WELDING OPERATIONS I - OD1651 - LESSON 1/TASK 2
a. Thus far, this lesson has described the processes for
identifying electrodes, the automotive welding processes, the
types and techniques of joint design, the procedures for welding
armor plate, and the methods of destructive and nondestructive
testing of welds.
This material provided the basis for the
troubleshooting of welds to be discussed in the succeeding
paragraphs. Each of the troubleshooting procedures discussed are
based on specific malfunctions detected as a result of visually
examining welds. The troubleshooting procedures discussed below,
therefore, are based on a total of five specific malfunctions
most likely to be encountered in a maintenance unit in the field.
For further information on other troubleshooting procedures refer
to TM 9-237.
Listed below are the procedures that the welder
would follow in troubleshooting a weld upon detecting the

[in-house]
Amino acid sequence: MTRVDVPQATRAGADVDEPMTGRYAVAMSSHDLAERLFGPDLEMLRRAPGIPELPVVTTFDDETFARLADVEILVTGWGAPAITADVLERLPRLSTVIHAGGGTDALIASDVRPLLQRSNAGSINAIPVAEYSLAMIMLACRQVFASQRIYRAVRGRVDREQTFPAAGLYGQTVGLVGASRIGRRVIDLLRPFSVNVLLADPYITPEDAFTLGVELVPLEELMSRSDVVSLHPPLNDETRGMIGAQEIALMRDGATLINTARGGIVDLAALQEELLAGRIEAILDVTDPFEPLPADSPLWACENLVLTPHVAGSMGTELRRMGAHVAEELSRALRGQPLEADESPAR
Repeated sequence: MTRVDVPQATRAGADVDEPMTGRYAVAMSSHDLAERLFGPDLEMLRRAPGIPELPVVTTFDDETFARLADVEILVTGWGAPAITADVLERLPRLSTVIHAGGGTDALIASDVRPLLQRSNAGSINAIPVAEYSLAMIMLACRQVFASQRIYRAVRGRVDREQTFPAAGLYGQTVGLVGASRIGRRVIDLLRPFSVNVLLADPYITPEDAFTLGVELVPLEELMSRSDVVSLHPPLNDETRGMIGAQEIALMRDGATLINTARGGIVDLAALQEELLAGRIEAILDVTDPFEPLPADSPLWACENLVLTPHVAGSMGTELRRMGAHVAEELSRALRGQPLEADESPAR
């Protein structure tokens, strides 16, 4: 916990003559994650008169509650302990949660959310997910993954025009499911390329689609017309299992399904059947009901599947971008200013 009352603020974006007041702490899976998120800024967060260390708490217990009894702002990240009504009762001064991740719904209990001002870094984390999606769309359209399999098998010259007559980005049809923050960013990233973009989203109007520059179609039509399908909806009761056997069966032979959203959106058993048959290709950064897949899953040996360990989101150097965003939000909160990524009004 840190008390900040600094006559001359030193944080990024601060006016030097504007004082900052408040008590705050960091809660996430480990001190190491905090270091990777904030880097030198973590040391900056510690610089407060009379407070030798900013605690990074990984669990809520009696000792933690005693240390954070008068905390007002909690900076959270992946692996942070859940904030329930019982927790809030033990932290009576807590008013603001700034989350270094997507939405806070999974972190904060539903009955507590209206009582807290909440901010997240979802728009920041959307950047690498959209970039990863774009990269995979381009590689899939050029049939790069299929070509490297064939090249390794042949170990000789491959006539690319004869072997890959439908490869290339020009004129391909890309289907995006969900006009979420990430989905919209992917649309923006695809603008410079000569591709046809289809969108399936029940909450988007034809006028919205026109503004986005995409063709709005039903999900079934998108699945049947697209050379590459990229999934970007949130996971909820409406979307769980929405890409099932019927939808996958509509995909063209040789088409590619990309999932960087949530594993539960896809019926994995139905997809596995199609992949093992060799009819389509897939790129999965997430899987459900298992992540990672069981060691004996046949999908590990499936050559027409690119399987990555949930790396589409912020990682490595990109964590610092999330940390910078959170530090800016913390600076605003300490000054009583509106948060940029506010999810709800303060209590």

(1) Poor Fusion.
Step 1. Check the diameter and the length of the electrode. The
electrode selected should be of a size that will permit its
reaching the bottom of the joint to obtain adequate penetration
and good fusion.
Step 2. Check the welding current setting.
welding current to permit adequate deposit and penetration of the
Heavier plates require higher current for a given
electrode than light plates.
Step 3. Check the welding technique used.
Be sure that the
weave is wide enough to thoroughly melt the sidewalls of the
Step 4. Check the preparation of the joint. The deposited metal
should fuse with the base metal and not curl away from it or
merely stick to it.
(2) Poor Penetration.
Step 1. Check to see if the electrode is designed for the
welding position being used.
Electrodes should be used for
welding in the position for which they were designed. Be sure to
allow the proper root openings at the bottom of a weld. Use